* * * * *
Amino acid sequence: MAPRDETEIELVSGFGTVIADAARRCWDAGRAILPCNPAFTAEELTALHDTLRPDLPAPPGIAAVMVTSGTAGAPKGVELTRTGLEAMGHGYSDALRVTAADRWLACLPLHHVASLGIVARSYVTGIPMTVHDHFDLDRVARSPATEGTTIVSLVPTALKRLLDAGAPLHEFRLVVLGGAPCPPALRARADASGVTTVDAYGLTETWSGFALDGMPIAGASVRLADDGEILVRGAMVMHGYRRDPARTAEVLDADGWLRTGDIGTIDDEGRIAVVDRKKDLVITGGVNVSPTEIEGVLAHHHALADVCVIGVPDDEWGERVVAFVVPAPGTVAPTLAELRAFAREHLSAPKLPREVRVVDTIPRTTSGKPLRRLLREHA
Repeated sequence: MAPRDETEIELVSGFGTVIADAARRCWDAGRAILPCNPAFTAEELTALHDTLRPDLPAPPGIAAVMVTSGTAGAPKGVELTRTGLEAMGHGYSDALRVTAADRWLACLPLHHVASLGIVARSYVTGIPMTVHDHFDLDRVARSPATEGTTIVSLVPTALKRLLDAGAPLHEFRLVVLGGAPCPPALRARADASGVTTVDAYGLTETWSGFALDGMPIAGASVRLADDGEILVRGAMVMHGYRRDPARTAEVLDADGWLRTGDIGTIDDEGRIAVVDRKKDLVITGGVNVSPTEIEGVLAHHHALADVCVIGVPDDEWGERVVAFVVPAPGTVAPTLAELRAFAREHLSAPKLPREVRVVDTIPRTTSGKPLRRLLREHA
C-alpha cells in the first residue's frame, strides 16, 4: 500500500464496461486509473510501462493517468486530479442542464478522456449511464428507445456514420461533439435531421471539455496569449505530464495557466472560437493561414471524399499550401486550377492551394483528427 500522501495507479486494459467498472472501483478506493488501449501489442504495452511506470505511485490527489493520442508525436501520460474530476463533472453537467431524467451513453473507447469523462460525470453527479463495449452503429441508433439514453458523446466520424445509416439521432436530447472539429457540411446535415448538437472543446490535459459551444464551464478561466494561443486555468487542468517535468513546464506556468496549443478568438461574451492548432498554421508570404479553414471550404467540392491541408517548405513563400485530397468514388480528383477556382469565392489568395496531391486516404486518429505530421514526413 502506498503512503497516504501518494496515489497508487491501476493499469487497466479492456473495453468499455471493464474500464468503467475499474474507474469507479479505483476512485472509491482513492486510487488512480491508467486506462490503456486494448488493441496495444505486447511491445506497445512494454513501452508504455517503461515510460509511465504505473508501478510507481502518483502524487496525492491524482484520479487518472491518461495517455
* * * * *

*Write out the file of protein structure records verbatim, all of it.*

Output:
Amino acid sequence: MAPRDETEIELVSGFGTVIADAARRCWDAGRAILPCNPAFTAEELTALHDTLRPDLPAPPGIAAVMVTSGTAGAPKGVELTRTGLEAMGHGYSDALRVTAADRWLACLPLHHVASLGIVARSYVTGIPMTVHDHFDLDRVARSPATEGTTIVSLVPTALKRLLDAGAPLHEFRLVVLGGAPCPPALRARADASGVTTVDAYGLTETWSGFALDGMPIAGASVRLADDGEILVRGAMVMHGYRRDPARTAEVLDADGWLRTGDIGTIDDEGRIAVVDRKKDLVITGGVNVSPTEIEGVLAHHHALADVCVIGVPDDEWGERVVAFVVPAPGTVAPTLAELRAFAREHLSAPKLPREVRVVDTIPRTTSGKPLRRLLREHA
Repeated sequence: MAPRDETEIELVSGFGTVIADAARRCWDAGRAILPCNPAFTAEELTALHDTLRPDLPAPPGIAAVMVTSGTAGAPKGVELTRTGLEAMGHGYSDALRVTAADRWLACLPLHHVASLGIVARSYVTGIPMTVHDHFDLDRVARSPATEGTTIVSLVPTALKRLLDAGAPLHEFRLVVLGGAPCPPALRARADASGVTTVDAYGLTETWSGFALDGMPIAGASVRLADDGEILVRGAMVMHGYRRDPARTAEVLDADGWLRTGDIGTIDDEGRIAVVDRKKDLVITGGVNVSPTEIEGVLAHHHALADVCVIGVPDDEWGERVVAFVVPAPGTVAPTLAELRAFAREHLSAPKLPREVRVVDTIPRTTSGKPLRRLLREHA
C-alpha cells in the first residue's frame, strides 16, 4: 500500500464496461486509473510501462493517468486530479442542464478522456449511464428507445456514420461533439435531421471539455496569449505530464495557466472560437493561414471524399499550401486550377492551394483528427 500522501495507479486494459467498472472501483478506493488501449501489442504495452511506470505511485490527489493520442508525436501520460474530476463533472453537467431524467451513453473507447469523462460525470453527479463495449452503429441508433439514453458523446466520424445509416439521432436530447472539429457540411446535415448538437472543446490535459459551444464551464478561466494561443486555468487542468517535468513546464506556468496549443478568438461574451492548432498554421508570404479553414471550404467540392491541408517548405513563400485530397468514388480528383477556382469565392489568395496531391486516404486518429505530421514526413 502506498503512503497516504501518494496515489497508487491501476493499469487497466479492456473495453468499455471493464474500464468503467475499474474507474469507479479505483476512485472509491482513492486510487488512480491508467486506462490503456486494448488493441496495444505486447511491445506497445512494454513501452508504455517503461515510460509511465504505473508501478510507481502518483502524487496525492491524482484520479487518472491518461495517455